and then you've got to send a camera down and then you've got to start going down there and recover the wreckage. at those depths, it's a really difficult job. >> how much of a problem is the silt on the floor of the ocean? >> well, you know, it could be a problem or it could be good. it's a problem if the debris and wreckage has sunk into the silt and covered it up. but on the other hand, i've been a geologist for a while and if you find disturbance in the silt, that's something that you could find on the side scan sonar. thinking that you had an asteroid impact, obviously not that big, but on a miniature scale you might create disturbance around the wreckage and you could probably see that in the side scan sonar. so bad if it's covered up, good if there's clues that there is something manmade down there. >> so it might even be useful. this oil slick that they found -- >> it could be. >> this oil slick that they
spotted, they are taking a look to see if it could be oil coming from this airliner. that shouldn't be very hard to determine once they get some connect cal analysis. right? >> that's my guess. my guess is they have taken a water sample and they are going to bring it to a lab and they are going to look for the hydrocarbons in the oil, evidence of jet fuel. obviously the chemical composition of jet fuel, the hydrocarbons are going to be different than boat fuel. they are looking for the signature of jet fuel in that water sample. >> so bottom line right now, ellen, give me your analysis of where we go from here? >> well, i think it's a waiting game. we've got to wait and see what comes up on the side scan sonar and there's a great deal of people working with the technology and they are going to be good at producing these images and looking at what looks natural and what you doesn't. that can be a very hard thing to do, especially if the bottom
topography is rough and rugged. once they start looking at the images, it's just going to take time. hopefully it's down there and again get the family some news. >> hopefully you're right. ellen, let's wait and see. appreciate it very much, ellen prager, appreciate the challenges that await this search. coming up, we'll see how the passengers' families are reacting about the search for the missing jet. up next, new and violent developments unfolding right now in ukraine. president of the united states calling the president of russia. what happened in that phone call? stay with us. you're in "the situation room."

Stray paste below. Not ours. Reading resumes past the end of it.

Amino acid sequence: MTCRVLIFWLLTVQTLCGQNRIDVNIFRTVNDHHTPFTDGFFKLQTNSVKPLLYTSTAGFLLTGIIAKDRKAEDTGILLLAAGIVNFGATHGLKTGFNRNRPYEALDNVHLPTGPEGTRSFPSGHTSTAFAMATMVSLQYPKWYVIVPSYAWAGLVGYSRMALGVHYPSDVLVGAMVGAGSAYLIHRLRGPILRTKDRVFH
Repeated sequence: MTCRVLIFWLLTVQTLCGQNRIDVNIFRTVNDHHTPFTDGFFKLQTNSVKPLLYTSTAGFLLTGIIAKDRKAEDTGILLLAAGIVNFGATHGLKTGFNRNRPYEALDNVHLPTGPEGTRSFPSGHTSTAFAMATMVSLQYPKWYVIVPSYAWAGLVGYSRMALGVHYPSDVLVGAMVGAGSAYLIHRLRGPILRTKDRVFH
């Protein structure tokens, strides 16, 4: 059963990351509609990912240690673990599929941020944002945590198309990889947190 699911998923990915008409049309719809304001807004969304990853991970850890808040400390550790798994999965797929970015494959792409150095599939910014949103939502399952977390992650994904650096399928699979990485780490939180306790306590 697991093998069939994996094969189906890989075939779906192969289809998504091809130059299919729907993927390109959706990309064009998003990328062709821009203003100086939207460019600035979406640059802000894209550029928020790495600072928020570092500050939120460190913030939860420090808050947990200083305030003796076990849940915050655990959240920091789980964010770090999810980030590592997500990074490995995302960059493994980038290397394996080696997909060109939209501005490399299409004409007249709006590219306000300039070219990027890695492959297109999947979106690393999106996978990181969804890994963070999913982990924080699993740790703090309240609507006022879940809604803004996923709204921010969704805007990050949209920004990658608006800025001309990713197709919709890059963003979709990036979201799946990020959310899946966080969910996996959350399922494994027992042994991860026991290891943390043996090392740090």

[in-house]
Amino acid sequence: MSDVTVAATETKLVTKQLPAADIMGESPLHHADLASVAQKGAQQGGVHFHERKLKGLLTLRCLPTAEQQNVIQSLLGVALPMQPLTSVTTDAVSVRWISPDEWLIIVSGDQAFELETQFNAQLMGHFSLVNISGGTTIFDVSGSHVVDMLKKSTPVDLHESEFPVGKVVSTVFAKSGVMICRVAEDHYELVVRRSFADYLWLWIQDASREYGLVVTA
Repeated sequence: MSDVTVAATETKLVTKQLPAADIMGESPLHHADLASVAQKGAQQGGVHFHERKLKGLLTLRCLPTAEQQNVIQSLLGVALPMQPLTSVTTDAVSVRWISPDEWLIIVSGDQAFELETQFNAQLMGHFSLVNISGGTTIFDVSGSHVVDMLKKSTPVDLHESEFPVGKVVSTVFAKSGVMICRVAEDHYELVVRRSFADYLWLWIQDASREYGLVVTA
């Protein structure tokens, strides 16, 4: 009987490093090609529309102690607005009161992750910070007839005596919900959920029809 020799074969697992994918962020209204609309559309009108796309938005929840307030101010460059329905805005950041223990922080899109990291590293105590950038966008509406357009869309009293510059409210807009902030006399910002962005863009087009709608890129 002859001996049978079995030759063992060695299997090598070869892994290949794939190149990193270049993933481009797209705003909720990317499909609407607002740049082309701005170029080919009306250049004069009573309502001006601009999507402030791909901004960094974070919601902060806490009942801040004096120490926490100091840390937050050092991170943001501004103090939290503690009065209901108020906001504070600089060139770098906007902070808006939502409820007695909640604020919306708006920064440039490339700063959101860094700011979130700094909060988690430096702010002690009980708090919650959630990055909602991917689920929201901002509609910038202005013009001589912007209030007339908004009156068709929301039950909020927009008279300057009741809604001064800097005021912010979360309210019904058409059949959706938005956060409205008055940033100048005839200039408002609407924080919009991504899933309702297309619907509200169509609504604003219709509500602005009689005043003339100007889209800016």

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well have more coverage of the mystery of flight 370 in a few minutes but we're also watching important developments in and around ukraine right now, developments that are so alarming, president obama called russian president vladimir putin today. not only is there a flare-up in violence in the ukraine, a russian attack threat made 12
threatening moves near the u.s. destroyer in the black sea. jim sciutto is watching all of these developments for us. what is going on, jim? >> this is a confrontation between the u.s. and russia unlike any we have seen in years. the jet flying threatening close to the "uss donald cook." it flew by no fewer than 12 times. we're also learning that a russian frigate is shadowing the "donald cook." sending a message from russia to the u.s. as violence grows inside the ukraine. >> reporter: in one eastern ukrainian town after another, pro-russian militant seizing at gunpoint as ukrainian forces responded, the sides exchanged gunfire, killing at least one. today russian president vladimir
putin said he is alarmed by the violence. u.s. officials place the blame firmly on him and his government. >> russia continues to engage in provocative actions. and it creates a threat of destabilization within the ukraine. >> unfortunately, the fact is that the arm's seizure of buildings in six eastern ukrainian towns yesterday and several more today mirrors the tactics that russian forces used in the early stages of the crimea invasion. >> reporter: it's a charge russia, however, flatly denies, describing the protests as peaceful. and accusing the u.s. of h hypocrisy beyond any limits. >> john brennan was in kiev over the weekend, saying that the
visit was part of a broader trip to europe. still, the tensions are extending far beyond eastern ukraine. today, a russian warplane flew by the "uss donald cook" 12 times. >> u.s. officials are still focused on finding a diplomatic way to de-escalate the crisis and this shuttle of diplomacy continues. secretary kerry going to kiev to meet with minister lavrov and biden is going to kiev on the 22nd. all the while, officials warning of more sanctions and further military maneuvers if russia escalates, which they accuse russia of doing right now but those additional steps, wolf, have yet to materialize. >> jim, stand by. i want to bring in fareed zakaria in for a minute. so the russian planes, you know,
this doesn't happen by accident, are effectively buzzing the u.s. warship that is in the black sea right now. that's a major, major provocation. >> it's a major provocation. it's a major shift. this is really how things seem to happen during the cold war and it's routine and there's an agreed upon pattern of behavior. for 20 years, this has not happened at all. of course, the most important thing that is going on, as you said, the tension is about the fact that there are these armed thugs, groups that are occupying about ten buildings in parts of eastern u inkkraine. what is going to happen there? if the army goes in and clears it out or there is bloodshed or violence, will 40,000 troops wading across the border in russia, will they move in on the pretext of protecting russia's big nationals? if they happens, will we escalate with that round of sanctions that jim was talking